There are folks who have tried proper full length sizing tools and techniques that have not worked for them Having helped more than a few get andor do the right stuff after seeing how they used their own full length stuff, they all got better accuracy. The biggest cause of one neck only sizing producing better accuracy than their full length trials is twofold.
One common problem is the case necks get sized down way too much by the FL die and the expander ball bends the neck enlarging it to a thousandth or so smaller than its diameter. Uniform case neck wall thickness a bit usually helps fix this. And lubing the inside of the case neck before sizing also helps; just be darned sure you clean that lube out with naptha or something else that doesn't leave a film.
Another one is the FL die's set too low in the press and sizes fired cases such that their shoulder's moved back too far. This means rimless bottleneck cases are pushed too far by the firing pin into the chamber before their shoulder stops against the chamber shoulder. The more uneven the case wall thickness is, the more one side of that case will stretch back and smack the bolt face off center enough to cause accuracy problems; Yes, this happens; Creighton Audette wrote quite an article years ago on this very thing. Full length sizing dies should be set so they push fired case shoulders back only 1 to 2 thousandths of an inch. This has been the "standard" since the late 1950's.
The last issue is the fired case is "partial neck sized" with a full length sizing die where only some of the neck's sized down. This typically ends up pushing the fired case shouder foreard to where it get pushed into the chamber shoulder when the bolt's closed and binds up. As most rifle's bolt faces are not square with the chamber axis, this means a previously fired case has a head that aint' square after it slams into the bolt face with 12,000 pounds of force from peak pressure over 60,000 psi. When the high point of each surface align, that causes more accuracy problems as the bolt binds up inconsistantly to the receiver for each shot and this causes accuracy problems. The bolt must go "back into battery" exactly the same for each and every shot. Even tapping the op rod of an M1 or M14 service rifle will change the bolt's seat fit to the receiver and the round in the chamber won't shoot too accurate relative to rounds chambered and no tap, bump or press whatsoever on the bolt handle.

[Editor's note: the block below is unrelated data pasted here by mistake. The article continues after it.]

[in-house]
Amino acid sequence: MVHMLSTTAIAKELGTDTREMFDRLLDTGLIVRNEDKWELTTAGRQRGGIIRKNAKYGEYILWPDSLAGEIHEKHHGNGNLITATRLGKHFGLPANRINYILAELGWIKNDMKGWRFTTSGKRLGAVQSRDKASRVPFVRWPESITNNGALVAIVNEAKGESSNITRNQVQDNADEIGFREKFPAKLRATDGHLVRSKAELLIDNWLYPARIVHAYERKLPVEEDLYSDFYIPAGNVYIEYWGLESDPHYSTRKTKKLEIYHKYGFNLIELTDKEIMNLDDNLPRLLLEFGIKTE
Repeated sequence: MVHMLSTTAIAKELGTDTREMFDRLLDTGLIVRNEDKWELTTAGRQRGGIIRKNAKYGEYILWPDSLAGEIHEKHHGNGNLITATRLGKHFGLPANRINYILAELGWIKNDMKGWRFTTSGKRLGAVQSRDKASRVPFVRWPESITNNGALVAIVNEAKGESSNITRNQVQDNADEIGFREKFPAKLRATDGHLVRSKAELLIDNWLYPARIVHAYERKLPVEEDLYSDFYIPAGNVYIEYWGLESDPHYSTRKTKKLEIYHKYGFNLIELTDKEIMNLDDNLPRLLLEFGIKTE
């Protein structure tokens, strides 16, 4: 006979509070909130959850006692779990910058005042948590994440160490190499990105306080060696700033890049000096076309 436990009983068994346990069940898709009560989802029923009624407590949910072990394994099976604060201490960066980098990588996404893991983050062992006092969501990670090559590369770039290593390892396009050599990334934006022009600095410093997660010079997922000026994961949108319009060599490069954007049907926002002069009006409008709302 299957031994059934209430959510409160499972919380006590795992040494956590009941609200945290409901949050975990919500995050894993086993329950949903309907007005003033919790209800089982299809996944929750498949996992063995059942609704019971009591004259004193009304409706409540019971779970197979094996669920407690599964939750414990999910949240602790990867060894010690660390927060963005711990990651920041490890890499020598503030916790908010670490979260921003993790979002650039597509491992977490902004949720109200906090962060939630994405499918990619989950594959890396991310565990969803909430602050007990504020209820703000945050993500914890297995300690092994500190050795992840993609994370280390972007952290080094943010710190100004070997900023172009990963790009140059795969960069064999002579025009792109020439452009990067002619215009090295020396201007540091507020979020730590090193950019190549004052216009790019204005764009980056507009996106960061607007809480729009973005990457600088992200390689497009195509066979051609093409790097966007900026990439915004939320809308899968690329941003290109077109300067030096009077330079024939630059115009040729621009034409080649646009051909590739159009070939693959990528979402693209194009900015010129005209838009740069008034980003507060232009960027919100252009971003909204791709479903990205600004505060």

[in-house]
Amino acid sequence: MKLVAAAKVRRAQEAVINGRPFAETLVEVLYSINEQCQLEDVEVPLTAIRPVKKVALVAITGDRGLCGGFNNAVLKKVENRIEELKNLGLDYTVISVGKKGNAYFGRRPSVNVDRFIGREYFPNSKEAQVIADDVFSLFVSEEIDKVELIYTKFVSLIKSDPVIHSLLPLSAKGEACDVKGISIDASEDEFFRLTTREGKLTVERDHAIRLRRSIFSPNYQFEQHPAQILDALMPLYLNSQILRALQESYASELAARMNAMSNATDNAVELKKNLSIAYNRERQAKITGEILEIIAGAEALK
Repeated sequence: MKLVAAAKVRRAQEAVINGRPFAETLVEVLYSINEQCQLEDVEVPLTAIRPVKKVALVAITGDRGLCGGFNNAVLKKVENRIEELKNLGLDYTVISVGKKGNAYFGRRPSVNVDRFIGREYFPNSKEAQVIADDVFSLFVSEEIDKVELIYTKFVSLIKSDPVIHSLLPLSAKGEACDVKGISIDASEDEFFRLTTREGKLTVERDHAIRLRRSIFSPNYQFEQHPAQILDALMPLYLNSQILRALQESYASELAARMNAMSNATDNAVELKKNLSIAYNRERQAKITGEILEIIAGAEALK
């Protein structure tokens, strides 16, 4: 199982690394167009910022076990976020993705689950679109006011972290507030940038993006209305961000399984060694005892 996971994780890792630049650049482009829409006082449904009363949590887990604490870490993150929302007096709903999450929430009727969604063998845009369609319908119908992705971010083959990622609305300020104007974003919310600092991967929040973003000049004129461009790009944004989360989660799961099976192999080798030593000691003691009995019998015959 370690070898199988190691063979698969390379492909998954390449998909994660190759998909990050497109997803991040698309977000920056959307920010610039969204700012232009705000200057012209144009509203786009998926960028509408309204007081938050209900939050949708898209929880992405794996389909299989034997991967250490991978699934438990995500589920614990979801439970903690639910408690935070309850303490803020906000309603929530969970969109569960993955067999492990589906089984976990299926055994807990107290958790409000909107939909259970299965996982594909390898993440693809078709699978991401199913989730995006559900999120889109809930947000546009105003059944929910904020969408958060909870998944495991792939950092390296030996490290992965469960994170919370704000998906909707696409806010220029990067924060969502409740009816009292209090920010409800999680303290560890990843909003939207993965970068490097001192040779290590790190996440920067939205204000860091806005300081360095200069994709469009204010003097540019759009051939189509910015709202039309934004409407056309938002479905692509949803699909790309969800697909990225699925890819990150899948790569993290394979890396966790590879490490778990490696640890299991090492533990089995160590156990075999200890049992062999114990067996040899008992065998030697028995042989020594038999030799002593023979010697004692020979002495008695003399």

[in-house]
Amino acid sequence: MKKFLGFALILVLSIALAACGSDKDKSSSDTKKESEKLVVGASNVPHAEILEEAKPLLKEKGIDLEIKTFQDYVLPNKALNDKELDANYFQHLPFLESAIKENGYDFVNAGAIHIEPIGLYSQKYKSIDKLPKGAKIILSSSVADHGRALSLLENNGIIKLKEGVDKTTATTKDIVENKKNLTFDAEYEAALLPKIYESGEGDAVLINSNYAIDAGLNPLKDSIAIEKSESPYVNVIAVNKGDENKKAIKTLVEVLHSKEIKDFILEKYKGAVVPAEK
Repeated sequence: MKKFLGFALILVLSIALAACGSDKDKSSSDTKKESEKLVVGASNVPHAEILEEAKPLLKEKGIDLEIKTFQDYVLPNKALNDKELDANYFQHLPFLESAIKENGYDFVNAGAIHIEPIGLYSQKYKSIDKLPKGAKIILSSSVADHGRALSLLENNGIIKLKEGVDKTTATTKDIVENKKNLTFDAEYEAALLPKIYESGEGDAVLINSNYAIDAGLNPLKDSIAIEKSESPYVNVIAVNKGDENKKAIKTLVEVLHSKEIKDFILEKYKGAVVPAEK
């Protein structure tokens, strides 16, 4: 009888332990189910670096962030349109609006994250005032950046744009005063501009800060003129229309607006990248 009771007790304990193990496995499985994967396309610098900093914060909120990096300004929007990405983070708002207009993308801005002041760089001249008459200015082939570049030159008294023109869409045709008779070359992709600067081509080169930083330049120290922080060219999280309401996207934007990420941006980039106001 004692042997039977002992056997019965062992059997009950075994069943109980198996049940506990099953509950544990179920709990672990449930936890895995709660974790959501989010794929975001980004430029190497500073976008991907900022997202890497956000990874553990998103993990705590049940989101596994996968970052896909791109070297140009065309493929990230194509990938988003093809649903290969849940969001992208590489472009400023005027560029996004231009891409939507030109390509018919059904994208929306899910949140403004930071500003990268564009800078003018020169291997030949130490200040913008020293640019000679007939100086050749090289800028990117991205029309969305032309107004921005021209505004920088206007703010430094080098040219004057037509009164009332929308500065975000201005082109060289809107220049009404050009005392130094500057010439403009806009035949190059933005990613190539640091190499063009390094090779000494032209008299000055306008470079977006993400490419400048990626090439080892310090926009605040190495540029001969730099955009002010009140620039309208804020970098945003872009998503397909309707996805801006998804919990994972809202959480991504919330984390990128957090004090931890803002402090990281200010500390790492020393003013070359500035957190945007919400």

Eventually, all neck only sized bottleneck cases will have to be full length sized. Each firing ends up with the body and shoulder dimensions being a tiny bit bigger. But the barrel's chamber stays the same size. More than a few hunters using neck only sized cases couldn't chamber around to waylay Bambi's daddy when it stood still for 5 minutes 76 yards 4 inches away. Back when neck only was popular with benchresters, they full length sized every 5 or 6 reloads on a given case so they would chamber easily without binding up the bolt; bolt binding's a no-no for accuracy buffs.
All the above aside, if your and your stuff doesn't shoot better than 1 MOA at worst for100 yard targets, you may well not see any difference across all the tools and techniques used to reload fired cases in center fire rifles.